I joined in 1976 and we ran down to the Med for sweeping and minehunting exercises for two weeks. All the lads from Sussex had a great time and were sorry when our tour was over. However, some of the bar owners in Vigo were glad to see us go and the town took a fair bashing on runs ashore. After a particularly heavy night on the town the Jimmy had us lined up on the foredeck and the locals, accompanied by the Police, walked and down to see if they could recognise the culprits. We sailed for Gib soon after and no-one got put in the rattle.
We spent a good deal of time at sea and once the sweep wires or towed sonar were over the side, there was time for some bronzy, or some target practice. An old cardboard box with some tasty gash in it usually did the trick. Once over the side it would slowly sink and those old black fins would appear circling slowly, as we steamed on. We would take it in turns to fire off a clip or two from the 9mmm SMG Sterling and see if we could bag a big one. No one did.
The heat was so great on the teak decks that the caulking started to run and our pirate gear got that "Jack Tar" look as the black gunge marked our No8's. We had fire hoses rigged on the decks to keep the foc'sle cool, but on some days the Jimmy hove to and piped hands to bathe. Swimmimg was a bit chancey with the recent shark bait we had laid, but we had a duty look out as swimmer of the watch.
This was the minesweeper attached to HMS Sussex and frequently shared with London Division. It was an open bridge type Ton Class Minesweeper, as opposed to a minehunter. The ship was built of wood and non ferrous fixings, to reduce the magnetic signature. When undertaking a replenishment at sea (RAS) the bow waves of the supply ship and the sweeper interacted and caused the two to collide. Twelve sailors from London and Sussex Divisions were drowned off Den Helder, Holland. The picture below shows the wreck directly after it was raised from the sea bed.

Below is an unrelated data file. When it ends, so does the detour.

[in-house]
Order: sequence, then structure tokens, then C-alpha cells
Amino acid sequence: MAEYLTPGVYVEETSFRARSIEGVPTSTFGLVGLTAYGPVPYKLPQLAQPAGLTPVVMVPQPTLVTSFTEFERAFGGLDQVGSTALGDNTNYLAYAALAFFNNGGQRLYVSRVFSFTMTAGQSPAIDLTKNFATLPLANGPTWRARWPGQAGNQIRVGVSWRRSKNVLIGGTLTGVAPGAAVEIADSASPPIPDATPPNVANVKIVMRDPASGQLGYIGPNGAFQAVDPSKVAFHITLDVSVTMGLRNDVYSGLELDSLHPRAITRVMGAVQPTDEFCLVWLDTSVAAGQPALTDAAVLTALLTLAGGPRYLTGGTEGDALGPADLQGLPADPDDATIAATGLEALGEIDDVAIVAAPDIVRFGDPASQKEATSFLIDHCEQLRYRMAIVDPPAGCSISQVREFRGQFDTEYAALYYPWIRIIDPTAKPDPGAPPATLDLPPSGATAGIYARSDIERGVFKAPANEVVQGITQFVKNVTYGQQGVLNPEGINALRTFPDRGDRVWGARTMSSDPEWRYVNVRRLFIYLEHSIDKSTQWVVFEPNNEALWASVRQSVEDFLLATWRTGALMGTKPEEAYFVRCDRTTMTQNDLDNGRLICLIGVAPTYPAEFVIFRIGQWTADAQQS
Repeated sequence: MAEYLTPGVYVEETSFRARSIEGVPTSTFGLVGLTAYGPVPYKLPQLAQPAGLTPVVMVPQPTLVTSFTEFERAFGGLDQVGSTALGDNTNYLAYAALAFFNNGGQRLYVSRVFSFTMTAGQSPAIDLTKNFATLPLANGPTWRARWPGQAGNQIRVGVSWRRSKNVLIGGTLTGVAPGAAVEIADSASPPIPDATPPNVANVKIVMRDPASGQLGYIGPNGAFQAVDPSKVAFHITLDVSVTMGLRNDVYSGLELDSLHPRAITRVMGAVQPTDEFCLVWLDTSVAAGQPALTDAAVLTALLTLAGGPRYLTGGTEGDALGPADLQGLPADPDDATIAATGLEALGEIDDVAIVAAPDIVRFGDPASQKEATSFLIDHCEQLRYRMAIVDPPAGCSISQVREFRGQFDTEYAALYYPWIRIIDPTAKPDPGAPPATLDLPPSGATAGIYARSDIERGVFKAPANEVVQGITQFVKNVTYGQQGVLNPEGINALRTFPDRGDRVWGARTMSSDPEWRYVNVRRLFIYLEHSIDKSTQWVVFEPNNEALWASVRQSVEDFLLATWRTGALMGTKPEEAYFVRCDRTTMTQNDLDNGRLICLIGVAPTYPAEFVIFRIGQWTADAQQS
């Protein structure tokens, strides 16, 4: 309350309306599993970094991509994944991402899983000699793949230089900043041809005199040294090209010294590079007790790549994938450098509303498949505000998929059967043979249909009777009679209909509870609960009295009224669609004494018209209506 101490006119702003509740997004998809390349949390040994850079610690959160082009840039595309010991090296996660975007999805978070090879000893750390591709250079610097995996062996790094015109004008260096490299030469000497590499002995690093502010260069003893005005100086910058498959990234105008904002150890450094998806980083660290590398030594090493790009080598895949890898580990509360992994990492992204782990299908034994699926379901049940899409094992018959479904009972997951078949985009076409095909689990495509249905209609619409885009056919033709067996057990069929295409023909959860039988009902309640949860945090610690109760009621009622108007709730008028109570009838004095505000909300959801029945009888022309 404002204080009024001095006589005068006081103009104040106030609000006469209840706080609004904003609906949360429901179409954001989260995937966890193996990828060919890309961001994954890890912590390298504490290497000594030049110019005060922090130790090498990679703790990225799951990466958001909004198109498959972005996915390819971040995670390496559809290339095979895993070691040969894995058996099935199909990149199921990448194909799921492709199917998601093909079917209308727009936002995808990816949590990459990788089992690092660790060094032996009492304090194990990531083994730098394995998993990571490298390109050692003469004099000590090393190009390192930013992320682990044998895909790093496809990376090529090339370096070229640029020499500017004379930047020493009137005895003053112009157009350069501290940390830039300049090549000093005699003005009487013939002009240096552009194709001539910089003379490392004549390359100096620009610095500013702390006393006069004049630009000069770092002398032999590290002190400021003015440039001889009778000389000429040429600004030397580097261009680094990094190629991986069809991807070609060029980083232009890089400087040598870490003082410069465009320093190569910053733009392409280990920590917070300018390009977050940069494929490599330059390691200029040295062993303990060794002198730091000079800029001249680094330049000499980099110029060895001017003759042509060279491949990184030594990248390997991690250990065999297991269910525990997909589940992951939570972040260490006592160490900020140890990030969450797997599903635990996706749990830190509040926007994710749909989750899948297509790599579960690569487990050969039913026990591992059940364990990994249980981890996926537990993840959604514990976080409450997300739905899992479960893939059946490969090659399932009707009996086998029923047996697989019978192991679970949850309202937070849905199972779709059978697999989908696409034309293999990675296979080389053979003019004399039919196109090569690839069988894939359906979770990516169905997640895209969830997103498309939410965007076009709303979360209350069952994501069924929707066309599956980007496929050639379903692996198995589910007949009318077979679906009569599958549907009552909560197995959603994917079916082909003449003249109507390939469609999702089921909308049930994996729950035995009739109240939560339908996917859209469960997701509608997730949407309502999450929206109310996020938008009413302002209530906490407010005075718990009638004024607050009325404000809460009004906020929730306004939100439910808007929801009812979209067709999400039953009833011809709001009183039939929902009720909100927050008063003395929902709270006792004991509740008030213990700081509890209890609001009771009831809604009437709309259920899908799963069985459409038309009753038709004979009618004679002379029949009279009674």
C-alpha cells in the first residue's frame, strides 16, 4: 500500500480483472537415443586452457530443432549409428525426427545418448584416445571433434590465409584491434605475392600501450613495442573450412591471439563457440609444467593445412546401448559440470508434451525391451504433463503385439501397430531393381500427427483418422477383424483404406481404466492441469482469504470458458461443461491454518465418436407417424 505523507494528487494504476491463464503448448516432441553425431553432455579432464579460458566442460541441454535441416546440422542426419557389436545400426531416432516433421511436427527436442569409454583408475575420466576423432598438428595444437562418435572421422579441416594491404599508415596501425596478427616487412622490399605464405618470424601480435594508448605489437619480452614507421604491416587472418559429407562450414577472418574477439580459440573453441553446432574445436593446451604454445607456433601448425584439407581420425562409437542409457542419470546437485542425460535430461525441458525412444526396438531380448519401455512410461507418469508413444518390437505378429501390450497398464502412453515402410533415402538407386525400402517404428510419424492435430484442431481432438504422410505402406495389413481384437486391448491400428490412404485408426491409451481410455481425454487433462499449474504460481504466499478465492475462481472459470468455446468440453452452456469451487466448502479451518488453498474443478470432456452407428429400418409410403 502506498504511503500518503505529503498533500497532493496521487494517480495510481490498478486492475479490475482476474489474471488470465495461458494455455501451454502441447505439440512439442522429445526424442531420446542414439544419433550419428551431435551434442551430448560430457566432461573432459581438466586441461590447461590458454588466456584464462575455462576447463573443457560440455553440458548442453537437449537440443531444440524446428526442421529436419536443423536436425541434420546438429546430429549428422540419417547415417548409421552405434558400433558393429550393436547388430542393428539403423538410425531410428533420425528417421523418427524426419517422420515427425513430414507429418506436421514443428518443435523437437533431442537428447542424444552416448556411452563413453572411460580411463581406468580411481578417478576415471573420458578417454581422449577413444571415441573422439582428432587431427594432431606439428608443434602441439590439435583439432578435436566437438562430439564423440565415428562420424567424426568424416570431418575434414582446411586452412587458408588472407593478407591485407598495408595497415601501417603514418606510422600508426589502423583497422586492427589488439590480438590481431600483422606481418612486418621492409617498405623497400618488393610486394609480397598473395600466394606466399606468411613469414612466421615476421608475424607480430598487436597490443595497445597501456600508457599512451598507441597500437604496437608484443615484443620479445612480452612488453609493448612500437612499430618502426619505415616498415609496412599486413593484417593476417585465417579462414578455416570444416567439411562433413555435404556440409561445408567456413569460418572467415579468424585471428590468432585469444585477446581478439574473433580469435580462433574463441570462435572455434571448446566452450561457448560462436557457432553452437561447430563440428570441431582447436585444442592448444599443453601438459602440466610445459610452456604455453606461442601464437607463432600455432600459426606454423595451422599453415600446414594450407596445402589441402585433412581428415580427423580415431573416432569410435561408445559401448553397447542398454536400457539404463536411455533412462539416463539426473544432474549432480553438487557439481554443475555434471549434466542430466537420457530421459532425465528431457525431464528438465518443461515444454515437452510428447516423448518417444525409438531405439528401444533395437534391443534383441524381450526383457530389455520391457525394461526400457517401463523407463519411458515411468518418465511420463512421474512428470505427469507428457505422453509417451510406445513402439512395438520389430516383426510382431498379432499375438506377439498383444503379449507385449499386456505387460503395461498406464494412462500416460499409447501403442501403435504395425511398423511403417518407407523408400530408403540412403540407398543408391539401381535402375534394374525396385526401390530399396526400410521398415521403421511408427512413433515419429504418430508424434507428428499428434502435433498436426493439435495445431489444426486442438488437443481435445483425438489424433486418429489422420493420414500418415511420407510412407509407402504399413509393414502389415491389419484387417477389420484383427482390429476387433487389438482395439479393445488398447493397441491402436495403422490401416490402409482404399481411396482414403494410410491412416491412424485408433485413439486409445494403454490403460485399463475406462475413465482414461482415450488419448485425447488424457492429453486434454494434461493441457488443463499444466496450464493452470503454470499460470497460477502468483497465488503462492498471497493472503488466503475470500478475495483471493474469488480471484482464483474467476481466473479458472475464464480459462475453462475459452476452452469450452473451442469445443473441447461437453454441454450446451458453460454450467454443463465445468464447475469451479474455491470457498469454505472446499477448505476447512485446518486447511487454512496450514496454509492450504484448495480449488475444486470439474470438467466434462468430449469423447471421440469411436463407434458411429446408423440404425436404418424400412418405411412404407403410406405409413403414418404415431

Minesweeping - West Coast of Scotland
Here's one we caught earlier coming aboard now. This was a joint exercise with the whole Flotilla and there was intense competition to bag the most mines. The RNR came out tops in this event. On the way up we visited Preston Docks. The river Ribble was shallow and the screws churned up masses of small fish. A flock of terms came by to enjoy the feast and we fed them a few bow shackles thrown high in the air. These they expertly caught and insisted on keeping hold of, despite the effect of gravity. They eventually released them when they hit the drink. Each time they emerged surprised and then grabbed the next one thrown. Endless fun for us simpletons.
A chance to march through the town with bayonets fixed, boots highly polished and lots of gold braid, doesn't happen often. In this case the Mayor was pleased to see us rather than tripping over the usual bunch of winos in shop doorways, with mangy dogs on bits of string.
Me and my mate Ian with his rusty old MGB - at least it had wire wheels. We both worked for the same firm, lived in the same town and it must have been him who persuaded me to join the Andrew.